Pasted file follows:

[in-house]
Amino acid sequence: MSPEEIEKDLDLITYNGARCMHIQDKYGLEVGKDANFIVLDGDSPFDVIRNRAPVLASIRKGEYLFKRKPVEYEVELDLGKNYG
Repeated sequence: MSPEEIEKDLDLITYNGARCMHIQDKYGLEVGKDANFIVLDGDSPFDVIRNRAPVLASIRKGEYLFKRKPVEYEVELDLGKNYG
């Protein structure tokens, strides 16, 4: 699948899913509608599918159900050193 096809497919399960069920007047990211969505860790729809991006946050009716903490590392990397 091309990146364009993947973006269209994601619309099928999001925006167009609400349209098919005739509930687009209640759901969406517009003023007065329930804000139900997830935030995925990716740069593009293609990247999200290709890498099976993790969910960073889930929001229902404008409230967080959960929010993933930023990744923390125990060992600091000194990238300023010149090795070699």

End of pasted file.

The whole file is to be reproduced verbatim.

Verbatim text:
[in-house]
Amino acid sequence: MSPEEIEKDLDLITYNGARCMHIQDKYGLEVGKDANFIVLDGDSPFDVIRNRAPVLASIRKGEYLFKRKPVEYEVELDLGKNYG
Repeated sequence: MSPEEIEKDLDLITYNGARCMHIQDKYGLEVGKDANFIVLDGDSPFDVIRNRAPVLASIRKGEYLFKRKPVEYEVELDLGKNYG
């Protein structure tokens, strides 16, 4: 699948899913509608599918159900050193 096809497919399960069920007047990211969505860790729809991006946050009716903490590392990397 091309990146364009993947973006269209994601619309099928999001925006167009609400349209098919005739509930687009209640759901969406517009003023007065329930804000139900997830935030995925990716740069593009293609990247999200290709890498099976993790969910960073889930929001229902404008409230967080959960929010993933930023990744923390125990060992600091000194990238300023010149090795070699």